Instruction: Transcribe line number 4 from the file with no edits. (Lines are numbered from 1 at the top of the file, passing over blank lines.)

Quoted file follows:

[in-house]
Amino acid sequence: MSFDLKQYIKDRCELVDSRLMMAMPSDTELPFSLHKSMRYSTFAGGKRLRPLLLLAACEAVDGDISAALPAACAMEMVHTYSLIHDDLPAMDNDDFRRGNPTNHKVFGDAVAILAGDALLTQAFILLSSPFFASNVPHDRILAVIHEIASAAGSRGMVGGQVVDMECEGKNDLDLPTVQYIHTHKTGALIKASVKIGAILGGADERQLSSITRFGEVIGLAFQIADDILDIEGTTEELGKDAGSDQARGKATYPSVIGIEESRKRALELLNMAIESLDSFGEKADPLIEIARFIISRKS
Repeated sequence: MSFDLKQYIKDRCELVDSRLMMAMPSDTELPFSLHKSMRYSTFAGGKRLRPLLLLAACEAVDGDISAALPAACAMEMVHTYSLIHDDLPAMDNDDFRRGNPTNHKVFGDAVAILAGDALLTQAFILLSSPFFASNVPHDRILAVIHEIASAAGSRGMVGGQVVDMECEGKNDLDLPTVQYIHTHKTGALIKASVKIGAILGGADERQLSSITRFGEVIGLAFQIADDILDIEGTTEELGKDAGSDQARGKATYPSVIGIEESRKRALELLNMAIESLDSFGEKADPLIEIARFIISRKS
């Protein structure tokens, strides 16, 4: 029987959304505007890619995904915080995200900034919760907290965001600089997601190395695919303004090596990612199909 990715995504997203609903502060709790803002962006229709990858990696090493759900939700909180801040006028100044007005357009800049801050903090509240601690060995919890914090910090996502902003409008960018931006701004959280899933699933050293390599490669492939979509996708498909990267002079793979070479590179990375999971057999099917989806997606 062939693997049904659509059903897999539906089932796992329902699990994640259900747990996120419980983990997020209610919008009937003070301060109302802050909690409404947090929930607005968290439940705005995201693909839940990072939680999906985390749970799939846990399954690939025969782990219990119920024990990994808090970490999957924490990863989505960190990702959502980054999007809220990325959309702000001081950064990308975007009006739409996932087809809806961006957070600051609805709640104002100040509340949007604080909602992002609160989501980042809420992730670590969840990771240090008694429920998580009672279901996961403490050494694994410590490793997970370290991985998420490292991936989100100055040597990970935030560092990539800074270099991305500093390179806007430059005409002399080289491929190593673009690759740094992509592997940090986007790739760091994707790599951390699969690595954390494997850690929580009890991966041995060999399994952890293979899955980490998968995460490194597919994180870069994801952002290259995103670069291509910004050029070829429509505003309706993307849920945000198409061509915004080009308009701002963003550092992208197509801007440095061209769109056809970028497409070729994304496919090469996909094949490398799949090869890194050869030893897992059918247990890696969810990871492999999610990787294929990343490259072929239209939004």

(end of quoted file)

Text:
């Protein structure tokens, strides 16, 4: 029987959304505007890619995904915080995200900034919760907290965001600089997601190395695919303004090596990612199909 990715995504997203609903502060709790803002962006229709990858990696090493759900939700909180801040006028100044007005357009800049801050903090509240601690060995919890914090910090996502902003409008960018931006701004959280899933699933050293390599490669492939979509996708498909990267002079793979070479590179990375999971057999099917989806997606 062939693997049904659509059903897999539906089932796992329902699990994640259900747990996120419980983990997020209610919008009937003070301060109302802050909690409404947090929930607005968290439940705005995201693909839940990072939680999906985390749970799939846990399954690939025969782990219990119920024990990994808090970490999957924490990863989505960190990702959502980054999007809220990325959309702000001081950064990308975007009006739409996932087809809806961006957070600051609805709640104002100040509340949007604080909602992002609160989501980042809420992730670590969840990771240090008694429920998580009672279901996961403490050494694994410590490793997970370290991985998420490292991936989100100055040597990970935030560092990539800074270099991305500093390179806007430059005409002399080289491929190593673009690759740094992509592997940090986007790739760091994707790599951390699969690595954390494997850690929580009890991966041995060999399994952890293979899955980490998968995460490194597919994180870069994801952002290259995103670069291509910004050029070829429509505003309706993307849920945000198409061509915004080009308009701002963003550092992208197509801007440095061209769109056809970028497409070729994304496919090469996909094949490398799949090869890194050869030893897992059918247990890696969810990871492999999610990787294929990343490259072929239209939004």